WASHINGTON, May 25 (Reuters) - A U.S. military investigation on Thursday acknowledged that more than 100 civilians were killed in a U.S. air strike on a building in the Iraqi city of Mosul in March during operations against Islamic State militants.
The probe concluded that the U.S. strike in the Al-Jadida district inadvertently triggered explosives placed in the building by Islamic State fighters, causing it to collapse.
Local officials and eyewitnesses have said as many as 240 people may have died in the strike.
It is believed to be one of the single largest incidents of civilian casualties since the U.S.-led coalition started operations against Islamic State in Iraq and Syria.
Air Force Brigadier General Matthew Isler, who oversaw the investigation, told reporters that the March 17 strike was aimed at two Islamic State snipers.
However, the 500-pound bomb triggered explosives inside the concrete building, collapsing it onto civilians.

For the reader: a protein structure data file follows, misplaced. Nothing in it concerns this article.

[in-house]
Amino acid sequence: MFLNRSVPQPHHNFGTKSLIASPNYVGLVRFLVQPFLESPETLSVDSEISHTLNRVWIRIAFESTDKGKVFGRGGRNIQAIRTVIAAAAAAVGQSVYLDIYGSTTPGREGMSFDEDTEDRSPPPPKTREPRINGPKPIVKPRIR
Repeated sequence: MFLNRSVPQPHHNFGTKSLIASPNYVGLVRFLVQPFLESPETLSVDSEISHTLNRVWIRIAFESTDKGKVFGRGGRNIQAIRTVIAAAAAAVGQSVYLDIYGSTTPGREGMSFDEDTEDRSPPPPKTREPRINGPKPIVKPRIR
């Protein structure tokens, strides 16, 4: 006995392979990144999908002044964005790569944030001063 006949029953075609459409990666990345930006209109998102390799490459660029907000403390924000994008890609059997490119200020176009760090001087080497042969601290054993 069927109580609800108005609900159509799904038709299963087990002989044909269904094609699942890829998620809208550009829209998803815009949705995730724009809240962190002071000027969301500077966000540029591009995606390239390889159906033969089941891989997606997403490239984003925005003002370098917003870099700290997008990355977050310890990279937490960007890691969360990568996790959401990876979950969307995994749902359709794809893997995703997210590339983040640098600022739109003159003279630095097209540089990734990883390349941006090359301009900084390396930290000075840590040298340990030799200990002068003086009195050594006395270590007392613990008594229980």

Isler said the United States and nearby Iraqi forces did not know there were civilians in the building or that it had been rigged with explosives.
He added that 101 civilians inside the building were killed, four civilians were killed in nearby, and 36 civilians were still not accounted for.
Prior to this investigation, the U.S.-led coalition against Islamic State said that at least 352 civilians have been killed in strikes it carried out in Iraq and Syria since 2014. That estimate is far lower than those provided by outside groups.
(Reporting by Idrees Ali; Editing by Alistair Bell)